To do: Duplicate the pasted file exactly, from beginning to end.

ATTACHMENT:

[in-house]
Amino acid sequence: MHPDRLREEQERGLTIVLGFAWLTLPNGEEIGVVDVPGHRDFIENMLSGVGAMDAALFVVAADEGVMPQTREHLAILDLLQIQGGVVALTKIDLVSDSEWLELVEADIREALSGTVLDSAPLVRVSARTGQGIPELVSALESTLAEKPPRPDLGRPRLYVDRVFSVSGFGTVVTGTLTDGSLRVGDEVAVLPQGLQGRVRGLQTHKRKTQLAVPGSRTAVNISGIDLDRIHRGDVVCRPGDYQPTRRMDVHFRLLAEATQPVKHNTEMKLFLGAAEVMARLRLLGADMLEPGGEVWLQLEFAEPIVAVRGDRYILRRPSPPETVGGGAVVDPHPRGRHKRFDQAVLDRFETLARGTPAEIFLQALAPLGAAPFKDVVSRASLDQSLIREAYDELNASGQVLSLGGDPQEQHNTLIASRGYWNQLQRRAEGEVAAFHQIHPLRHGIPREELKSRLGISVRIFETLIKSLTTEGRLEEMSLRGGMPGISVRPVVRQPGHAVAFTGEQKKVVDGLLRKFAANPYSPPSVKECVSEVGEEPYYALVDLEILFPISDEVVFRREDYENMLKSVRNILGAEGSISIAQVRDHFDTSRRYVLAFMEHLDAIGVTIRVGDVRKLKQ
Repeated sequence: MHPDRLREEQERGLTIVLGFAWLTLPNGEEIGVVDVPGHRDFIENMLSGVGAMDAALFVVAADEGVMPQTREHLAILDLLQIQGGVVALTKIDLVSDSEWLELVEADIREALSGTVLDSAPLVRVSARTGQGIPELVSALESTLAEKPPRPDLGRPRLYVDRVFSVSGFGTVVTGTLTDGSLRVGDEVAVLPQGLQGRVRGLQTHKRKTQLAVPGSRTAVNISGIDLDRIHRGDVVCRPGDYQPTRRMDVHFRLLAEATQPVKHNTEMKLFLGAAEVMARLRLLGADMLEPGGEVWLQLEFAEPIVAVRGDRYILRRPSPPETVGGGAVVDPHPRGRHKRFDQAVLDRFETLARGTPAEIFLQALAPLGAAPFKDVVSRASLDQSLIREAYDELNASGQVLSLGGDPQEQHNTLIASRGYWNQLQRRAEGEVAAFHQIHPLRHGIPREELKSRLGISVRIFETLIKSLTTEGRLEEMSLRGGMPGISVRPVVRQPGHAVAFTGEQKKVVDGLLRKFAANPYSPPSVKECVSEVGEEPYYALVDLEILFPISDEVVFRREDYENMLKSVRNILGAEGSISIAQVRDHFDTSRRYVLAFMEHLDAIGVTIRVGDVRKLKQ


[in-house]
Amino acid sequence: MHPDRLREEQERGLTIVLGFAWLTLPNGEEIGVVDVPGHRDFIENMLSGVGAMDAALFVVAADEGVMPQTREHLAILDLLQIQGGVVALTKIDLVSDSEWLELVEADIREALSGTVLDSAPLVRVSARTGQGIPELVSALESTLAEKPPRPDLGRPRLYVDRVFSVSGFGTVVTGTLTDGSLRVGDEVAVLPQGLQGRVRGLQTHKRKTQLAVPGSRTAVNISGIDLDRIHRGDVVCRPGDYQPTRRMDVHFRLLAEATQPVKHNTEMKLFLGAAEVMARLRLLGADMLEPGGEVWLQLEFAEPIVAVRGDRYILRRPSPPETVGGGAVVDPHPRGRHKRFDQAVLDRFETLARGTPAEIFLQALAPLGAAPFKDVVSRASLDQSLIREAYDELNASGQVLSLGGDPQEQHNTLIASRGYWNQLQRRAEGEVAAFHQIHPLRHGIPREELKSRLGISVRIFETLIKSLTTEGRLEEMSLRGGMPGISVRPVVRQPGHAVAFTGEQKKVVDGLLRKFAANPYSPPSVKECVSEVGEEPYYALVDLEILFPISDEVVFRREDYENMLKSVRNILGAEGSISIAQVRDHFDTSRRYVLAFMEHLDAIGVTIRVGDVRKLKQ
Repeated sequence: MHPDRLREEQERGLTIVLGFAWLTLPNGEEIGVVDVPGHRDFIENMLSGVGAMDAALFVVAADEGVMPQTREHLAILDLLQIQGGVVALTKIDLVSDSEWLELVEADIREALSGTVLDSAPLVRVSARTGQGIPELVSALESTLAEKPPRPDLGRPRLYVDRVFSVSGFGTVVTGTLTDGSLRVGDEVAVLPQGLQGRVRGLQTHKRKTQLAVPGSRTAVNISGIDLDRIHRGDVVCRPGDYQPTRRMDVHFRLLAEATQPVKHNTEMKLFLGAAEVMARLRLLGADMLEPGGEVWLQLEFAEPIVAVRGDRYILRRPSPPETVGGGAVVDPHPRGRHKRFDQAVLDRFETLARGTPAEIFLQALAPLGAAPFKDVVSRASLDQSLIREAYDELNASGQVLSLGGDPQEQHNTLIASRGYWNQLQRRAEGEVAAFHQIHPLRHGIPREELKSRLGISVRIFETLIKSLTTEGRLEEMSLRGGMPGISVRPVVRQPGHAVAFTGEQKKVVDGLLRKFAANPYSPPSVKECVSEVGEEPYYALVDLEILFPISDEVVFRREDYENMLKSVRNILGAEGSISIAQVRDHFDTSRRYVLAFMEHLDAIGVTIRVGDVRKLKQ